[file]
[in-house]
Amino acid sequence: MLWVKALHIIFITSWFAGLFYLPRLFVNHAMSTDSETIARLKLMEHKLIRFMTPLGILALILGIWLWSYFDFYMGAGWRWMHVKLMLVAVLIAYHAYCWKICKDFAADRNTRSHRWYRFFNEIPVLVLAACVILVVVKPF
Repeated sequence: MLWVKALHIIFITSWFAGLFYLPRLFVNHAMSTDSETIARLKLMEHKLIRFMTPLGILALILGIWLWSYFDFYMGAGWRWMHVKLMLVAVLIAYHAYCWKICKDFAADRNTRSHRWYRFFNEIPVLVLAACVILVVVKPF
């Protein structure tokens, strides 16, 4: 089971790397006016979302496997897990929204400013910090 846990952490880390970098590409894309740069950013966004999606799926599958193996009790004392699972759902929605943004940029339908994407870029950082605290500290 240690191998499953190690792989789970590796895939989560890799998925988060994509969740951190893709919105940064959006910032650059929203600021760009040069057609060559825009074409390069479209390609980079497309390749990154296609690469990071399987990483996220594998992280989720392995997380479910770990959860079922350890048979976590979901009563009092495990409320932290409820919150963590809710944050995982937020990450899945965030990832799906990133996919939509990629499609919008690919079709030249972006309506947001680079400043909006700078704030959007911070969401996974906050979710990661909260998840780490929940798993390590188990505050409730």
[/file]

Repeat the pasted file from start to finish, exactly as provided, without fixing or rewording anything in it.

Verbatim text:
[in-house]
Amino acid sequence: MLWVKALHIIFITSWFAGLFYLPRLFVNHAMSTDSETIARLKLMEHKLIRFMTPLGILALILGIWLWSYFDFYMGAGWRWMHVKLMLVAVLIAYHAYCWKICKDFAADRNTRSHRWYRFFNEIPVLVLAACVILVVVKPF
Repeated sequence: MLWVKALHIIFITSWFAGLFYLPRLFVNHAMSTDSETIARLKLMEHKLIRFMTPLGILALILGIWLWSYFDFYMGAGWRWMHVKLMLVAVLIAYHAYCWKICKDFAADRNTRSHRWYRFFNEIPVLVLAACVILVVVKPF
């Protein structure tokens, strides 16, 4: 089971790397006016979302496997897990929204400013910090 846990952490880390970098590409894309740069950013966004999606799926599958193996009790004392699972759902929605943004940029339908994407870029950082605290500290 240690191998499953190690792989789970590796895939989560890799998925988060994509969740951190893709919105940064959006910032650059929203600021760009040069057609060559825009074409390069479209390609980079497309390749990154296609690469990071399987990483996220594998992280989720392995997380479910770990959860079922350890048979976590979901009563009092495990409320932290409820919150963590809710944050995982937020990450899945965030990832799906990133996919939509990629499609919008690919079709030249972006309506947001680079400043909006700078704030959007911070969401996974906050979710990661909260998840780490929940798993390590188990505050409730």